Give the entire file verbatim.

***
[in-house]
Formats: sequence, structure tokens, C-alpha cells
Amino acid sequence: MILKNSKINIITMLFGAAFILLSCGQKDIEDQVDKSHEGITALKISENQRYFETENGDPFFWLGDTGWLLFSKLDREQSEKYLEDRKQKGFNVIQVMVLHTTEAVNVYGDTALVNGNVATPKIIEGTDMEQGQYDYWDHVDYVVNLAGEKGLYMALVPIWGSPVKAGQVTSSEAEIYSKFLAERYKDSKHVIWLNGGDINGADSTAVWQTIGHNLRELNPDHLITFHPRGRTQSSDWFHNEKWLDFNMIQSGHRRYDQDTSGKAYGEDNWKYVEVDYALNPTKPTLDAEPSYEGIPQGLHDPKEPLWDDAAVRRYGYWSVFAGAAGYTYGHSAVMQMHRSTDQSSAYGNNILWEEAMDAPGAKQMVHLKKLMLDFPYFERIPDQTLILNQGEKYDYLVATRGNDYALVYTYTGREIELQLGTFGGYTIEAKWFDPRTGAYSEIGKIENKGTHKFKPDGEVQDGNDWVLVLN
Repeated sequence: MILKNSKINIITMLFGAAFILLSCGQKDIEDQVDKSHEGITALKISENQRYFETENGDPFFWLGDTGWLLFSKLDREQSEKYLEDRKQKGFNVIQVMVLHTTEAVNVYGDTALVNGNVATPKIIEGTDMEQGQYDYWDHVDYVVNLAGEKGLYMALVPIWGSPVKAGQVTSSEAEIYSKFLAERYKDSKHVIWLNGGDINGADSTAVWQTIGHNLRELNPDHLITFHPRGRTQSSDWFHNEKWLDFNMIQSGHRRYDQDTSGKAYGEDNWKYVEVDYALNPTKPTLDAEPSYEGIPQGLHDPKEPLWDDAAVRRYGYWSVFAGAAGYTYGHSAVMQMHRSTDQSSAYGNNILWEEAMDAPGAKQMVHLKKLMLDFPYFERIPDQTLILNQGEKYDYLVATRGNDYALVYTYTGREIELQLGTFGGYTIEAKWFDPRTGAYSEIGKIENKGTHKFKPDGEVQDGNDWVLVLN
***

[in-house]
Formats: sequence, structure tokens, C-alpha cells
Amino acid sequence: MILKNSKINIITMLFGAAFILLSCGQKDIEDQVDKSHEGITALKISENQRYFETENGDPFFWLGDTGWLLFSKLDREQSEKYLEDRKQKGFNVIQVMVLHTTEAVNVYGDTALVNGNVATPKIIEGTDMEQGQYDYWDHVDYVVNLAGEKGLYMALVPIWGSPVKAGQVTSSEAEIYSKFLAERYKDSKHVIWLNGGDINGADSTAVWQTIGHNLRELNPDHLITFHPRGRTQSSDWFHNEKWLDFNMIQSGHRRYDQDTSGKAYGEDNWKYVEVDYALNPTKPTLDAEPSYEGIPQGLHDPKEPLWDDAAVRRYGYWSVFAGAAGYTYGHSAVMQMHRSTDQSSAYGNNILWEEAMDAPGAKQMVHLKKLMLDFPYFERIPDQTLILNQGEKYDYLVATRGNDYALVYTYTGREIELQLGTFGGYTIEAKWFDPRTGAYSEIGKIENKGTHKFKPDGEVQDGNDWVLVLN
Repeated sequence: MILKNSKINIITMLFGAAFILLSCGQKDIEDQVDKSHEGITALKISENQRYFETENGDPFFWLGDTGWLLFSKLDREQSEKYLEDRKQKGFNVIQVMVLHTTEAVNVYGDTALVNGNVATPKIIEGTDMEQGQYDYWDHVDYVVNLAGEKGLYMALVPIWGSPVKAGQVTSSEAEIYSKFLAERYKDSKHVIWLNGGDINGADSTAVWQTIGHNLRELNPDHLITFHPRGRTQSSDWFHNEKWLDFNMIQSGHRRYDQDTSGKAYGEDNWKYVEVDYALNPTKPTLDAEPSYEGIPQGLHDPKEPLWDDAAVRRYGYWSVFAGAAGYTYGHSAVMQMHRSTDQSSAYGNNILWEEAMDAPGAKQMVHLKKLMLDFPYFERIPDQTLILNQGEKYDYLVATRGNDYALVYTYTGREIELQLGTFGGYTIEAKWFDPRTGAYSEIGKIENKGTHKFKPDGEVQDGNDWVLVLN